This is how the British press covers the issue of “Going After ISIS” as part of a “Global War on Terrorism”
The Independent, 5 September 2014
The Independent, 6 September 2014
[Editorial note: An accurate list of the “10-nation coalition” is quoted below.]
excerpt from: Shoulder to shoulder: as Nato sets up a rapid reaction force to defy Russia, a 10-nation coalition to wage war against Isis takes shape.
by Nigel Morris, The Independent, 6 September 2014
The struggle to “destroy” jihadist fighters sweeping across the Middle East could last three years, the United States warned as it sought to assemble a “core coalition” to confront Isis forces. […] The “core coalition” –which has echoes of the “coalition of the willing” assembled by George W Bush to invade Iraq in 2003 – is composed of the United States, Britain, Germany, France, Italy, Turkey, Australia, Canada, Poland and Denmark.
Daily Telegraph, 6 September 2014
The Times, 2 September 2014
excerpts from: Cameron: ‘I won’t rule anything out’ on action against IS
[excerpts transcribed by the author from the audio clip of British Prime Minister David Cameron’s interview with BBC Radio 4]
BBC Radio 4 website, 4 September 2014
BBC: Your former defence spokesman [sic] Liam Fox says that basically we should be joining the Americans in air strikes because it does help those on the ground. You damage supply lines with military power, you destroy bases; and whether that’s in Iraq or in Syria.
PRIME MINISTER CAMERON: Well, these are all things that should be considered. And we’ve supported the American air strikes up to now, which have been helping to make sure that the Kurds…
BBC: But are you actively considering sending British planes out to join these air strikes?
PRIME MINISTER CAMERON: As I’ve said, we are not ruling anything out. I think we shouldn’t underplay what Britain has done already. Our Tornado planes and Rivet Joint planes have been flying over this area to help gather information. We’re working with the Americans in what they’ve have done. […] It needs to be an entirely joined-up strategy, working with the regional partners, working with those on the ground. What I would call ‘the tough, long-term,intelligent approach’ rather than thinking there is some simple, single intervention that would make the difference.
BBC: And does that approach also mean having some sort of arrangement with President Assad in Syria so that whatever the ultimate plan is with him, that you are allowed the freedom to strike ISIS in Syria?
PRIME MINISTER CAMERON: My view is that President Assad is part of the problem rather than part of the solution. If you ask yourself how come Islamic State has managed to establish itself so quickly, part of the answer is Assad’s brutality in Syria gave credence to this group, while the other opposition groups, more democratic and pluralistic, didn’t perhaps get the support they needed. […]
BBC: OK, but you’ve got a difficulty here: […] in Syria you’ve got an air force that can react to you.
PRIME MINISTER CAMERON: The point of view I would take is that you’ve got to have a long-term view about what you think the right long-term answer is. And it’s the same in Iraq as it is in Syria, which is a democratic, pluralistic government that can look after all of the people in the country and not brutalize a section of them. And I think that sometimes in the past just saying ‘my enemy’s enemy is my friend’ has led us into all sorts of moral quagmires and difficulties.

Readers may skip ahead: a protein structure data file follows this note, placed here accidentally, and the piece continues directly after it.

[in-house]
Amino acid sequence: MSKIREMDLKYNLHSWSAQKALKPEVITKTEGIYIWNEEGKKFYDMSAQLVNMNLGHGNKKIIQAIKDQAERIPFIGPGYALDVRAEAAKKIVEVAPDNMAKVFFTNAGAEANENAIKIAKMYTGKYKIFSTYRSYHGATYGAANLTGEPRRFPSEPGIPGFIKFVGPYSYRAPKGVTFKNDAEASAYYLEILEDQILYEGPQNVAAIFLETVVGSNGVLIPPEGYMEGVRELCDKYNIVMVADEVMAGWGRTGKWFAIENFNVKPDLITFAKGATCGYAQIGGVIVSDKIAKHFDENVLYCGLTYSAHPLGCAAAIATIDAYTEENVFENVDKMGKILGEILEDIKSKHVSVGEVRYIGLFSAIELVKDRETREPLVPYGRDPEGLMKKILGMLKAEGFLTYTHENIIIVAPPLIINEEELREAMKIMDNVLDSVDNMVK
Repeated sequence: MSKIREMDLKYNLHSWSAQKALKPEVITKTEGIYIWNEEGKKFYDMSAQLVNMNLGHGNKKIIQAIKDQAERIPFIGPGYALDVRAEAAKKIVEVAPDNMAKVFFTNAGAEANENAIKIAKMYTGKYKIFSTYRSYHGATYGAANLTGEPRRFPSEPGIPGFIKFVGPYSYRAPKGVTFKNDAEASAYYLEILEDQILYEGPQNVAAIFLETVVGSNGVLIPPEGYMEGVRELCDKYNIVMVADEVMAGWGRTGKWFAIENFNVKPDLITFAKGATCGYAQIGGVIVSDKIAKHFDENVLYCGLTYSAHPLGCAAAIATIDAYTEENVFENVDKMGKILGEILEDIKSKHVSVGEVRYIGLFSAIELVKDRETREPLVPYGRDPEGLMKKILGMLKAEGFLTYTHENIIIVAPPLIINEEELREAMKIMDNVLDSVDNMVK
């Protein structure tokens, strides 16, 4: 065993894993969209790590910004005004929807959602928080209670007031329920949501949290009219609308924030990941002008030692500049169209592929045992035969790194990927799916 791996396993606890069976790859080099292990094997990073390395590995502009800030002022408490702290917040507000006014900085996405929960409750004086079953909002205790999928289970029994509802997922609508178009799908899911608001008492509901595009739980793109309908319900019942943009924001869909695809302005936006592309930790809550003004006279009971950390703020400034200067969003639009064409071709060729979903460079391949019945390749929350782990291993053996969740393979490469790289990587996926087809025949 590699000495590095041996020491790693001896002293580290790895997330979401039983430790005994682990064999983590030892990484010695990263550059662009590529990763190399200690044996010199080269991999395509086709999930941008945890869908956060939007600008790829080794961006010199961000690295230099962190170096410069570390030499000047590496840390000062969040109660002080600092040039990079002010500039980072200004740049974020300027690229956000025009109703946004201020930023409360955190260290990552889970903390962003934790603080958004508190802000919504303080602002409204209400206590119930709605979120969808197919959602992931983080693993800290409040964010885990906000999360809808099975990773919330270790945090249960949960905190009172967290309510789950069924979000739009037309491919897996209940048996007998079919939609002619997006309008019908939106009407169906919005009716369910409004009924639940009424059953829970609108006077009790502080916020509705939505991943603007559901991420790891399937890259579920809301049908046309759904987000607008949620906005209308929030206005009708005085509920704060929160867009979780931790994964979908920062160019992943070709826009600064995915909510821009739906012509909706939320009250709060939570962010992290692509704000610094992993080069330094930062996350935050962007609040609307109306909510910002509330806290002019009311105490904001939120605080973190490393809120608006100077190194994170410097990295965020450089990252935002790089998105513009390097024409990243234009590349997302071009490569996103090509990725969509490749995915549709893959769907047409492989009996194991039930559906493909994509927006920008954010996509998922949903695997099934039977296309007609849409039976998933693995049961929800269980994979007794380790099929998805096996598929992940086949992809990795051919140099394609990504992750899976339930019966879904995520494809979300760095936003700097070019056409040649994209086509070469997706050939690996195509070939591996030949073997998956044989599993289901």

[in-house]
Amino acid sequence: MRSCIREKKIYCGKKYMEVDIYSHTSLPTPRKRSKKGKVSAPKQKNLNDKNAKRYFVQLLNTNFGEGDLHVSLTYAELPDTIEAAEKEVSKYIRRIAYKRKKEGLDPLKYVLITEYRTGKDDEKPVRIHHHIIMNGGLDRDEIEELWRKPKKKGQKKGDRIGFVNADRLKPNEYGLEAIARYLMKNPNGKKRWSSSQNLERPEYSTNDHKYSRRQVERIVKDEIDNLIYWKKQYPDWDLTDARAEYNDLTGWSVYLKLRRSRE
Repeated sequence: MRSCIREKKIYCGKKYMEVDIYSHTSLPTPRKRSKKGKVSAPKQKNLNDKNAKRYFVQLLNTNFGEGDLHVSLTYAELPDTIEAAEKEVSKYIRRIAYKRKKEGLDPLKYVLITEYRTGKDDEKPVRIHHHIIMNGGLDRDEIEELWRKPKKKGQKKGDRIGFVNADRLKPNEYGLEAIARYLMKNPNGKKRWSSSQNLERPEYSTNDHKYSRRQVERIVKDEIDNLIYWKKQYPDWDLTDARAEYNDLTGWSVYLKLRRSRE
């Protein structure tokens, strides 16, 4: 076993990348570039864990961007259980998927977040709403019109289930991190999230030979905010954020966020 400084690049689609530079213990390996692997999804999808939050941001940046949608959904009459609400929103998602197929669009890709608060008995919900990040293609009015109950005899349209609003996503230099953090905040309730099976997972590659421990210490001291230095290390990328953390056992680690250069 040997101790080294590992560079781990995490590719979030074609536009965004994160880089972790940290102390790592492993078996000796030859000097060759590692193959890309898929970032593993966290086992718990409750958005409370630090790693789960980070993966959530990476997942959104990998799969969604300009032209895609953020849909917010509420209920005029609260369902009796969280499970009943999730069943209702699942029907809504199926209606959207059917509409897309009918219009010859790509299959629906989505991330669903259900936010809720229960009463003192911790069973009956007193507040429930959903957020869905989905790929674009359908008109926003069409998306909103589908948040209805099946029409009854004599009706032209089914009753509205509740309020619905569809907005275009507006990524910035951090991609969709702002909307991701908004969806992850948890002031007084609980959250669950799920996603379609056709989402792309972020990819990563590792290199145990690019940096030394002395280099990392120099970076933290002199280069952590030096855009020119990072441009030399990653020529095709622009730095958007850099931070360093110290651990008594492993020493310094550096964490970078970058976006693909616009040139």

BBC: But you’ve got practical hurdles then, serious practical hurdles to overcome […] At the moment you’ve got this ISIS, which many people would suggest is a greater threat to the whole region and to us than Assad is.
PRIME MINISTER CAMERON: […] What I am saying is that you’ve got to understand that Assad has been part of the creation of Islamic State rather than being part of its answer.
BBC: Indeed, but don’t we find ourselves in a strange situation where if Iraq asks for air strikes, they become legal, if Assad asks for air strikes then they become legal in Syria and if he doesn’t, it is illegal?
PRIME MINISTER CAMERON: I think if you want to talk pure legalities, I don’t think it’s that complicated because, obviously, the Iraqi government is a legitimate government, we believe it is about to become more legitimate with a new Prime Minister with the backing of all of his country; whereas President Assad has committed war crimes on his own people and therefore is illegitimate. So, I think if you want to get into the legalities, I do think there are two different…
BBC: OK, it is not the legality that is stopping any military action here. You feel, given the way people are behaving in the region, there would be moral and legal justification for doing something, for acting.
PRIME MINISTER CAMERON: Well, obviously we would never do anything unless there was moral and legal justification for doing something, that needs to be said.
BBC: That’s what I wondered, does it exist now?
PRIME MINISTER CAMERON: I think there is something else, as well as moral and legal justification, which is that I think in the past sometimes people have seen Western intervention as something that goes right over the heads of the local people fighting these horrors and over the heads of the regional powers and neighbours. And I think what needs to be done here is to start from the proposition: ‘What more can we do to help those, the Kurds and the Iraqis who are fighting this battle on the ground?’ […]